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6 Jun 2022

Teraloop looks at Biobased carbon fiber solutions to decrease carbon emissions

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Teraloop looks at Biobased carbon fiber solutions to decrease carbon emissions

Teraloop’s Chief Sustainability Officer, Dr. Meri Lundahl and Chief Engineer Markus Merilä studied the formation of biobased carbon fiber together with researchers Dr. Daisuke Sawada and Prof. Michael Hummel from Aalto University School of Chemical Engineering. Their research article entitled “Effect of graphitic additives on the rheology of cellulose solutions for the preparation of templated carbon fiber precursors” was published last May in the Journal of Applied Polymer Science. They studied the effect of mixing graphene oxide in a cellulose-based carbon fiber precursor and its influence on the spinning of the precursor fibers and structural development of the carbon fiber, as graphene oxide is known for its potential to encourage graphite formation via templating.

Carbon fiber is among the most energy-intensive components of a flywheel. One of Teraloop’s research areas is focused on investigating a cost-efficient and environmentally sound alternative, such as recycled or biobased carbon fiber. “According to our estimation, switching from conventional to biobased carbon fiber in the rotor could decrease the flywheel carbon footprint by 13%, even more if using recycled or residual biomass as the raw material”, Chief Sustainability Officer, Dr. Meri Lundahl commented. However, making biobased carbon fiber as strong as conventional (polyacrylonitrile-based) fiber is challenging. One of the reasons is that biopolymer precursors don’t form graphitic structures as easily as oil-based polyacrylonitrile.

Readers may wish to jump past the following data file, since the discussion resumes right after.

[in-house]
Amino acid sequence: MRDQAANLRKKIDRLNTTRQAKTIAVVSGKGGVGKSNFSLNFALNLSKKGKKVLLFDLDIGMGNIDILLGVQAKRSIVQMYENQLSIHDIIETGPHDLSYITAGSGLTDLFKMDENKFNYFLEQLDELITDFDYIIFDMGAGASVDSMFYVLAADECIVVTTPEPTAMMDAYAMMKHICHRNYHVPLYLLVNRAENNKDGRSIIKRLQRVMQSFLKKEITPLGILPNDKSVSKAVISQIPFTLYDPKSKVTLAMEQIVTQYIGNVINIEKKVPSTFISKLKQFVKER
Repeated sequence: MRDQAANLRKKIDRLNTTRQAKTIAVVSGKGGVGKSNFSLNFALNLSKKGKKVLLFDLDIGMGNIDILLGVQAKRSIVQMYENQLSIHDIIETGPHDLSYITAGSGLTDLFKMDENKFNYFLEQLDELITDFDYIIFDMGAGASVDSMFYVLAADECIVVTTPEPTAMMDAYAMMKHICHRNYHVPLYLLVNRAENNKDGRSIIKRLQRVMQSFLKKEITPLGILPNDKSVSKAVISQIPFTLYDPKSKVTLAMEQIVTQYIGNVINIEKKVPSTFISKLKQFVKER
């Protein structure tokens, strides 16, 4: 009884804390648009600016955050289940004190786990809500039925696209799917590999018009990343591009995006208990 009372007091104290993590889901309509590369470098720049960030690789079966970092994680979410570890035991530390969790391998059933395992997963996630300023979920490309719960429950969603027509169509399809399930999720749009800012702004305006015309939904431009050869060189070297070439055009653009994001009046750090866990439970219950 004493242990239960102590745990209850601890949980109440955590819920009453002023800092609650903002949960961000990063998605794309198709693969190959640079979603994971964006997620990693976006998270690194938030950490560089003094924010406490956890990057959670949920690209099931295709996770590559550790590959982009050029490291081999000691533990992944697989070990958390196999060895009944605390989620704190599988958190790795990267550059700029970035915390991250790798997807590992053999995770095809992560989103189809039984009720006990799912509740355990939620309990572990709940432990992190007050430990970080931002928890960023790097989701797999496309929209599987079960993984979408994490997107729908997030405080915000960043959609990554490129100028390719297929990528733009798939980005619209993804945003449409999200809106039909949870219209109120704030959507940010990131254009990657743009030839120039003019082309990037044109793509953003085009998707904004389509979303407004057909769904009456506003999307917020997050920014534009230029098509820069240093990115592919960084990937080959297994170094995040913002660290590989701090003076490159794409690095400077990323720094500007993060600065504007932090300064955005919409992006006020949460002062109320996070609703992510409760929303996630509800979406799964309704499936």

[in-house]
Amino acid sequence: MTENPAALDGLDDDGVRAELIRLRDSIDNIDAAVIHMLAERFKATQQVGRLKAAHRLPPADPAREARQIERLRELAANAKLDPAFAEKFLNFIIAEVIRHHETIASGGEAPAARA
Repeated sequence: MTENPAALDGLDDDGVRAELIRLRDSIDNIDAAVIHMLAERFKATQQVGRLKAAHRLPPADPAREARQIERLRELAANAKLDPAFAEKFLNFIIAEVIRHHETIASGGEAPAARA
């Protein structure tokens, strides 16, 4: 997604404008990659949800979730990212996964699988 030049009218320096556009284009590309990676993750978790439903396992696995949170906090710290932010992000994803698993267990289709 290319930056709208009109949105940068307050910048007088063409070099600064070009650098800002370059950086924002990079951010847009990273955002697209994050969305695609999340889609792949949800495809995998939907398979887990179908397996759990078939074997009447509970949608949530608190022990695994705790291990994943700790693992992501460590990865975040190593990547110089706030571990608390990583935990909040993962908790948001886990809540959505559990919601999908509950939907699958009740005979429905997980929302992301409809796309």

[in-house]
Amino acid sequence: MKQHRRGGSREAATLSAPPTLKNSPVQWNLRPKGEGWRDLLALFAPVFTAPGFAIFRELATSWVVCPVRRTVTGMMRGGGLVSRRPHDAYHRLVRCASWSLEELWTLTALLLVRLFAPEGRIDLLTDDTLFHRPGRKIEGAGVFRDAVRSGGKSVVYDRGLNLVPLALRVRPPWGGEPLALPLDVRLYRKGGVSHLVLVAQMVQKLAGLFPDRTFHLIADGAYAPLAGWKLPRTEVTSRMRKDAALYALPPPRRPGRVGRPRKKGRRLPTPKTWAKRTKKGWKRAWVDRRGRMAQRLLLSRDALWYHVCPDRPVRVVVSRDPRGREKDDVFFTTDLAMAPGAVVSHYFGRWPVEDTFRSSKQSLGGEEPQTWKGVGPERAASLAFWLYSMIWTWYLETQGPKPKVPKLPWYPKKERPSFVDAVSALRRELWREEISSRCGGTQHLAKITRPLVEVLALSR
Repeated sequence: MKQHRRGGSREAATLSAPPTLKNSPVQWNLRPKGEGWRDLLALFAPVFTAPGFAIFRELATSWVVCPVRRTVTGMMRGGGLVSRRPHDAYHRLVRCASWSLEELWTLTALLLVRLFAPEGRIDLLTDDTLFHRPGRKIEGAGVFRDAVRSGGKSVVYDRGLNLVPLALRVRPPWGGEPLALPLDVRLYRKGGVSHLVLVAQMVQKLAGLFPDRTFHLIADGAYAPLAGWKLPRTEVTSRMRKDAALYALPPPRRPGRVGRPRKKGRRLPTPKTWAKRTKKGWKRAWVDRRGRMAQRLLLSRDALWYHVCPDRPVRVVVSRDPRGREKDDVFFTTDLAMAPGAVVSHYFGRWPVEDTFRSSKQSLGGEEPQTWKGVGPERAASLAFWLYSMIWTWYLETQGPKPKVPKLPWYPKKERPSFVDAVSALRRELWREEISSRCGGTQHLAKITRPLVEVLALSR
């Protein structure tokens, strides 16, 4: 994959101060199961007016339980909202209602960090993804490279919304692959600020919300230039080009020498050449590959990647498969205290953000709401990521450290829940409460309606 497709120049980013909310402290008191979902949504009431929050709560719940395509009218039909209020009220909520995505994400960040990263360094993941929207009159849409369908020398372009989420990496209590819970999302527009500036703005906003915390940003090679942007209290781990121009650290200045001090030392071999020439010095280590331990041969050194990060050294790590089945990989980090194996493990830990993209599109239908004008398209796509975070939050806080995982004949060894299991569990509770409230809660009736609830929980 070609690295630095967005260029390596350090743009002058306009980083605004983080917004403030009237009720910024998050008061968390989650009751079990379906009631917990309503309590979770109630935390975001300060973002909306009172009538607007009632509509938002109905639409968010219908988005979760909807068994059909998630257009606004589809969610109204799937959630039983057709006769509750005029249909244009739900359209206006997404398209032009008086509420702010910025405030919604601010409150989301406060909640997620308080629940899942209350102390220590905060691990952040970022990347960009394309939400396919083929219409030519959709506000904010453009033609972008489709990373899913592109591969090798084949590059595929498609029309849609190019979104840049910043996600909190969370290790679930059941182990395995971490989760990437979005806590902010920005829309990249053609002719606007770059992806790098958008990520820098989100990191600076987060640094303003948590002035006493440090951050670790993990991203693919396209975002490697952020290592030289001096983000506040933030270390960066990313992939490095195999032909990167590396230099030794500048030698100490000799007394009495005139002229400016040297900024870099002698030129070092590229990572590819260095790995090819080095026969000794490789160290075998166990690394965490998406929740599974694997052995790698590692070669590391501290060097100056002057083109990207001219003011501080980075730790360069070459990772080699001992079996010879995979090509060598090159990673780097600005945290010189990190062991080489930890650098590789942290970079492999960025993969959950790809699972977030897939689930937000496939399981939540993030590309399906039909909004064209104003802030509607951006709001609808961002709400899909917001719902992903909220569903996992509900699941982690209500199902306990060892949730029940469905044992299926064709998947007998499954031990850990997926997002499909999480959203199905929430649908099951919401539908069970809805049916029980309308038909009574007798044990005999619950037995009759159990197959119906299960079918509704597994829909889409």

The results of the experiments carried out during 2019-2021 showed that the addition of graphene oxide somewhat enhanced structural order development during carbonisation, as observed by Raman spectroscopy. This is a promising finding, as the positive effect is expected to be even stronger when the fibers are carbonised at higher temperatures and with stretching. “We discovered that adding graphene oxide thickened and stiffened the precursor spinning solution, but it could still be spun into continuous fibers at an elevated temperature,” Lundahl added.

Further research regarding biobased carbon fibers is needed to develop their properties up to the levels required in the flywheel application. To that aim, Teraloop is also looking into other approaches, such as biobased polyacrylonitrile as a precursor material in order to ensure competitive properties to conventional carbon fiber. Also, the technology needs to be upscaled and applied on residual or recycled bioresources, such as straw or recycled cotton, in order to unlock the full environmental benefits of the material. The resource selection is key in making the energy transition sustainable, as large quantities of material inputs are needed to establish all the required infrastructure for renewable energy conversion and storage.

Research article published on Journal of Applied Polymer Science